Thursday, August 16, 2007

Apropos PostModernism

There are lots of things I don't understand -- say, the latest debates over whether neutrinos have mass or the way that Fermat's last theorem was (apparently) proven recently. But from 50 years in this game, I have learned two things: (1) I can ask friends who work in these areas to explain it to me at a level that I can understand, and they can do so, without particular difficulty; (2) if I'm interested, I can proceed to learn more so that I will come to understand it. Now Derrida, Lacan, Lyotard, Kristeva, etc. --- even Foucault, whom I knew and liked, and who was somewhat different from the rest --- write things that I also don't understand, but (1) and (2) don't hold: no one who says they do understand can explain it to me and I haven't a clue as to how to proceed to overcome my failures. That leaves one of two possibilities: (a) some new advance in intellectual life has been made, perhaps some sudden genetic mutation, which has created a form of "theory" that is beyond quantum theory, topology, etc., in depth and profundity; or (b) ... I won't spell it out.

Noam Chomsky

In the blog biblioklept, there is an interesting rebuttal (though not as articulate as Chomsky), where the author produces yet more quotes on the subject from Noam Chomsky. Here is part of his rebuttal.
Which brings me to point two–Chomsky is primarily a political figure, and really a pragmatist at heart. The core of his argument is not so much that po-mo writing is high-falutin’ nonsense, but rather that it ultimately serves no practical purpose. Here is where I would strongly disagree. The people that Chomsky attacks and their followers are re-evaluating the canon and the very notion of received wisdom. Chomsky attacks them for “misreading the classics”–but just what are the classics, and whose value systems created the notion that the classics were indeed “classic”? If Derrida & co. appear to “misread,” it is because they seek to recover the marginalized knowledge that has been buried under a sediment of givens as “truth.” Yes, the post-modern movement might have elitist tendencies, and yes, the subjects and themes of their work might not have much to do on the surface with the plight of a refugee (cf. MoMo in Jordan in 1948)…but the goal is actually in line with Chomsky’s goal–to make people question the powers that structure their lives.
-Chris Pearson

I suggest checking out the whole post to understand this in context. However, I don't think that Pearson fully comprehends this issue, and given the clearly ambiguous nature of post-modern "philosophy", is not surprising.

But it all boils down to this: The nature of deconstruction (and by extension, post-modernism) is to de-construct, not make anyone question anything. Post-modernism has no goal because that would imply a hierarchy: i.e. questioning is better than not questioning. Thus, the only goal is to have no goal, the only order to have no order, the only logic to have no logic. It is a circuitous, self defeating, paradoxical thought process which begins nowhere and ends nowhere, like the serpent Ouroboros who eats his own tail.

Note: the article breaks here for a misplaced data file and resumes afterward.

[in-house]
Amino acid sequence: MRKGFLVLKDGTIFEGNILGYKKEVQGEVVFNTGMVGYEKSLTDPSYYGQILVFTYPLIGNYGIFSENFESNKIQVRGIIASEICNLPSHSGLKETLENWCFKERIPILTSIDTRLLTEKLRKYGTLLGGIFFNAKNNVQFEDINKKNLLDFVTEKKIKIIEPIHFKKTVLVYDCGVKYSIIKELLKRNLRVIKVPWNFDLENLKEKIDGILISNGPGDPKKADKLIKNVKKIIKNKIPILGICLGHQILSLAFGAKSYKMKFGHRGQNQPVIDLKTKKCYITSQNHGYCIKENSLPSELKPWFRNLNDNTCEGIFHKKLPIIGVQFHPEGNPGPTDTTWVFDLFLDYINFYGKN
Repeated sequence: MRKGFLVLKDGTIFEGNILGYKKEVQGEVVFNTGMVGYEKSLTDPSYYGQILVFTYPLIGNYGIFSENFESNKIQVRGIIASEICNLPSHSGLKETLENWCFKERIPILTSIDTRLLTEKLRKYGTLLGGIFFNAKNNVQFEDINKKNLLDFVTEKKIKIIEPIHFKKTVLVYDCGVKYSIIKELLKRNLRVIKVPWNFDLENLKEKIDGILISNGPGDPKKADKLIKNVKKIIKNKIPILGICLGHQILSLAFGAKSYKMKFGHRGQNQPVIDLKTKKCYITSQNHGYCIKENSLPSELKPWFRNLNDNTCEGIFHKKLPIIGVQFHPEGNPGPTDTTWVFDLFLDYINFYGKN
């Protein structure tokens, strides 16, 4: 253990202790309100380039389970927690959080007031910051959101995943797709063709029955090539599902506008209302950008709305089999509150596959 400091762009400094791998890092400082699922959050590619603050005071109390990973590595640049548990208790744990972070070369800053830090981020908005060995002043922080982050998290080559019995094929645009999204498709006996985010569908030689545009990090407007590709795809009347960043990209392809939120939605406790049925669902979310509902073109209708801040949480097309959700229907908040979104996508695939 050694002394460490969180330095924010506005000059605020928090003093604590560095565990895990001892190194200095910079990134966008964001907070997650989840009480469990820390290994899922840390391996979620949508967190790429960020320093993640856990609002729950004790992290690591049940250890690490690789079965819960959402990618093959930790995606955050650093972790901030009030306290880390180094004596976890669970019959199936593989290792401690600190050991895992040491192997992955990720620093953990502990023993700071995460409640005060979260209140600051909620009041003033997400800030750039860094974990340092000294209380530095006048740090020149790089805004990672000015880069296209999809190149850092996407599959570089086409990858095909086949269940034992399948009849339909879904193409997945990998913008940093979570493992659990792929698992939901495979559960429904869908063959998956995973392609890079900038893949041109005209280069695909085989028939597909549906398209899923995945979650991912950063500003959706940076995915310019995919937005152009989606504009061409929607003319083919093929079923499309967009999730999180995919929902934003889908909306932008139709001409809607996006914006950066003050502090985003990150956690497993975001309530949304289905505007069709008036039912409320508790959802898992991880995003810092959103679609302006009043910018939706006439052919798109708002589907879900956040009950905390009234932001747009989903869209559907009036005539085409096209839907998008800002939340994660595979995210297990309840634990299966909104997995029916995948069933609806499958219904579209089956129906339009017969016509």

Deconstruction is a process of thought and not a philosophical conclusion.


Steven LaRose said...

where did you find this quote?

RichardTScott said...

Sorry about that. I'll updated with a link to the source.

RichardTScott said...

And if you think that's bad, there's more to be had!

“Some of the people in these cults (which is what they look like to me) I’ve met: Foucault (we even have a several-hour discussion, which is in print, and spent quite a few hours in very pleasant conversation, on real issues, and using language that was perfectly comprehensible — he speaking French, me English); Lacan (who I met several times and considered an amusing and perfectly self-conscious charlatan, though his earlier work, pre-cult, was sensible and I’ve discussed it in print); Kristeva (who I met only briefly during the period when she was a fervent Maoist); and others. Many of them I haven’t met, because I am very remote from from these circles, by choice, preferring quite different and far broader ones […] I’ve dipped into what they write out of curiosity, but not very far, for reasons already mentioned: what I find is extremely pretentious, but on examination, a lot of it is simply illiterate, based on extraordinary misreading of texts that I know well (sometimes, that I have written), argument that is appalling in its casual lack of elementary self-criticism, lots of statements that are trivial (though dressed up in complicated verbiage) or false; and a good deal of plain gibberish.”